Using infrared film was a tricky proposition. Because the camera metering of infrared light was impossible, the results were never known until the film was processed. The only solution was bracket, bracket and more bracketing. Somewhere in that maze of bracketed images there had to be a printable negative. Then there was the dense red filter that was required to make the exposure. Reasonable depth of field required long exposures even on a bright sunny day.
But, when successful, the results could be stunning. Shown in Figure 1 is a picture taken with Kodak infrared film during my "Infrared Period" in the mid 70s. Certainly, the style is not everyone's "cup of tea", but for many photographers, shooting with infrared film was an eye and mind opening experience.
For DSLR owners, several IR plug-ins have been available for programs like Photoshop and Lightroom for some time. These effects are applied to a normal digital image in post-processing. But none of these post-processing options have approached the true "look and feel" of a traditional infrared film image.
It has been possible for several years to modify DSLR cameras to record only the infrared portion of the spectrum. Problem solved? Well, yes and no. It's correct that the conversion allows true infrared photography, but the action also renders the camera useless for conventional photography. Only recently did I have a spare DSLR available to attempt this conversion. It was Advance Camera in Portland that afforded me the opportunity to request this surgical step. Having a local expert in IR conversions gave me the confidence to take the plunge.
Dave Sleeth at Advance Camera became my IR guru. The victim of my decision was my trusty old Canon Rebel camera (Figure 2).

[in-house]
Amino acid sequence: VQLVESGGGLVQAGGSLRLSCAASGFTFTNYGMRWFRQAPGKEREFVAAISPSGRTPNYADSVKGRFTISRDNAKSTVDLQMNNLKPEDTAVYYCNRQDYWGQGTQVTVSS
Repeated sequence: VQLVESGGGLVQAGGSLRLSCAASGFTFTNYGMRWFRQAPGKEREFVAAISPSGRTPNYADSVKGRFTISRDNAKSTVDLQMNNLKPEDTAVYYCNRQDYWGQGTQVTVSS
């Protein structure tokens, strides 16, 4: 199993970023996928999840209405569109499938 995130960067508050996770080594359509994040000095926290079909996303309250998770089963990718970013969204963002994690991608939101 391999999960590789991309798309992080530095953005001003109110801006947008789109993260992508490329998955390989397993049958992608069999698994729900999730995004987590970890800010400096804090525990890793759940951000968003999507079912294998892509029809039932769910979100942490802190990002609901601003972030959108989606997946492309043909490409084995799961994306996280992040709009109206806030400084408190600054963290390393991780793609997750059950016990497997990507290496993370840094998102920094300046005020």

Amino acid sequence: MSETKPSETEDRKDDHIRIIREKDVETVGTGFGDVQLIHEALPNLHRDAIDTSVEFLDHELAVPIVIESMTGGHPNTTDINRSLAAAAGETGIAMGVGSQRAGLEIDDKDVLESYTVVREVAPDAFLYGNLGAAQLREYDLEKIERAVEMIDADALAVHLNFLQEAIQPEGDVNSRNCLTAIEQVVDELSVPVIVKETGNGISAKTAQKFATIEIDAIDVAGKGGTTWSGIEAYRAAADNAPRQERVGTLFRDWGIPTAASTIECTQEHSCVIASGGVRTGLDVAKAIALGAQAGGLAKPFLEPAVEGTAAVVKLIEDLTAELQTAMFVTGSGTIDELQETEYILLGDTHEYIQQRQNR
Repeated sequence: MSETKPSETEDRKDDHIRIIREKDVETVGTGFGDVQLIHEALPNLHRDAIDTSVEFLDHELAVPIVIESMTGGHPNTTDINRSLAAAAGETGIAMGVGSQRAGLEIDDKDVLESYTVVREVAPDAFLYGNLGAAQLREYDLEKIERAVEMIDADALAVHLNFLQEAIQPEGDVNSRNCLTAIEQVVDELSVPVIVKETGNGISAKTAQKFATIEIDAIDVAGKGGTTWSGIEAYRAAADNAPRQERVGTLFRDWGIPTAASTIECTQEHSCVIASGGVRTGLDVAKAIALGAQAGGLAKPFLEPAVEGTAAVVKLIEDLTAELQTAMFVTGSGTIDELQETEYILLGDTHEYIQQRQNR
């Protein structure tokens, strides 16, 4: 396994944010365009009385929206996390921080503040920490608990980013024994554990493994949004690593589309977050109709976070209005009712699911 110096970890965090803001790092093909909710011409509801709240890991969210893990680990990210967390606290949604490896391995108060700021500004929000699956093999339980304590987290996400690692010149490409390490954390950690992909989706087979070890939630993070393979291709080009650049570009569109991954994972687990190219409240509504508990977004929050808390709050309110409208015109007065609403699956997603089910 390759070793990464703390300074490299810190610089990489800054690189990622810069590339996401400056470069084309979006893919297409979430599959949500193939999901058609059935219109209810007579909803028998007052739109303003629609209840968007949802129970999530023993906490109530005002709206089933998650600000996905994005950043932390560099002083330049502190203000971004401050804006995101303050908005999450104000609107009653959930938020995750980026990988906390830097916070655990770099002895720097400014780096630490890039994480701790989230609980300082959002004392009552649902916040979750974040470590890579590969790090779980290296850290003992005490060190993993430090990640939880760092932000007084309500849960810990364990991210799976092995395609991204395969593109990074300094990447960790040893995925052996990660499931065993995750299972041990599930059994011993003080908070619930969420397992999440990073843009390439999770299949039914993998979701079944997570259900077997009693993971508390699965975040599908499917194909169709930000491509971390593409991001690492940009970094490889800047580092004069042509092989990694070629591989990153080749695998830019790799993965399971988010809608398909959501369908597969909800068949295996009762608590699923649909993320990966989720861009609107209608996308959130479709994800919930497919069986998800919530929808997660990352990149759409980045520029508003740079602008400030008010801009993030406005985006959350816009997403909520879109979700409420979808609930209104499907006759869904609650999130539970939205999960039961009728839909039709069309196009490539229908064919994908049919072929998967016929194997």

Dave began by giving me all the necessary warnings:
- the camera will no longer be usable for flash photography
- the metering system will no longer be perfect
- since all lenses focus IR differently, the photographer will need to use the diaphragm (depth of field) to assist in focus control.
But most of these concerns are offset by the fact that the image can be seen immediately on the camera's preview LCD and adjustments can be made on the spot. And flash photography was not one of my requirements.
Customers can select the level of IR they want to enter the camera by specifying which IR filter to install (resulting in images with some color to pure black & white). I selected the 800nm filter. This filter produces a very black and white image. The same look as the film I am trying to mimic.
The cost of the conversion is $245 regardless of the IR filter selected. At the same time, the camera is given a thorough cleaning and check up. The camera is also checked with a variety of lenses to check IR focus. The whole process takes only a few days.
I have to say that the results have been amazing. I am able to produce images that are very similar to traditional infrared film. I've also discovered some other pluses with this conversion:
- the results are immediately reviewable on the camera's LCD
- all my lenses are "tack sharp" -- no focus problems have been encountered
- the histogram still provides all the gamut information I want
- the absence of a dense red filter makes hand-held exposures at smaller aperture settings possible
- I return from shooting sessions knowing that the picture I wanted is on my data card.
Here are a few of the first shots taken with the IR converted Canon Rebel camera:
©2009,tehubbard, all rights reserved
I decided to push the envelope and attempt to construct an HDR picture in a scene with an unusually high dynamic range. The picture below is composed of 3 exposures (each 2 stops apart) and produced as an HDR image using Photomatix Pro. It worked!
Infrared photography is not for everyone, but for those who like to stretch the limits of photography and explore new creative techniques for expressing their art, IR photography presents a truly unique tool and a rare perspective on the world around us. But be sure to find your own guru to guide you through the conversion process. Better yet, I'll share my guru. Just give Dave a call. He services the cameras of photographers from around the world.
All in all, I am very pleased with my decision to convert my Rebel to IR. Thanks to Dave Sleeth and his crew at Advance Camera, I'm back in the 70s and enjoying every minute.